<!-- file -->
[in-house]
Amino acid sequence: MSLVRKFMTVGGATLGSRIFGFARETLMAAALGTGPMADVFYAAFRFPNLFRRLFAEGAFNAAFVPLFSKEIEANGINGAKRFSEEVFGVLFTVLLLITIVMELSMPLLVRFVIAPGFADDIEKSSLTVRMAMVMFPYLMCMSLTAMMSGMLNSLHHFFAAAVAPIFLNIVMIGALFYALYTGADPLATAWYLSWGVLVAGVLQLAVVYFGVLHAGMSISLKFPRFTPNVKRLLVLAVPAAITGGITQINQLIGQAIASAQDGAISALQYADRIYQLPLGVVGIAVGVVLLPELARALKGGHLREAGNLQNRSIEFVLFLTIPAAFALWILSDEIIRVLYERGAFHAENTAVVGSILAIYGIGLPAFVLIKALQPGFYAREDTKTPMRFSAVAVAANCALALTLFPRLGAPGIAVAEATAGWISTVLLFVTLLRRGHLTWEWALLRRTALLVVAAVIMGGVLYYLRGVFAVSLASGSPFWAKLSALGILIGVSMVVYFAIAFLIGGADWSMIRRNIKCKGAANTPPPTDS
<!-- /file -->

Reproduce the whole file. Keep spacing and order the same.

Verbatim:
[in-house]
Amino acid sequence: MSLVRKFMTVGGATLGSRIFGFARETLMAAALGTGPMADVFYAAFRFPNLFRRLFAEGAFNAAFVPLFSKEIEANGINGAKRFSEEVFGVLFTVLLLITIVMELSMPLLVRFVIAPGFADDIEKSSLTVRMAMVMFPYLMCMSLTAMMSGMLNSLHHFFAAAVAPIFLNIVMIGALFYALYTGADPLATAWYLSWGVLVAGVLQLAVVYFGVLHAGMSISLKFPRFTPNVKRLLVLAVPAAITGGITQINQLIGQAIASAQDGAISALQYADRIYQLPLGVVGIAVGVVLLPELARALKGGHLREAGNLQNRSIEFVLFLTIPAAFALWILSDEIIRVLYERGAFHAENTAVVGSILAIYGIGLPAFVLIKALQPGFYAREDTKTPMRFSAVAVAANCALALTLFPRLGAPGIAVAEATAGWISTVLLFVTLLRRGHLTWEWALLRRTALLVVAAVIMGGVLYYLRGVFAVSLASGSPFWAKLSALGILIGVSMVVYFAIAFLIGGADWSMIRRNIKCKGAANTPPPTDS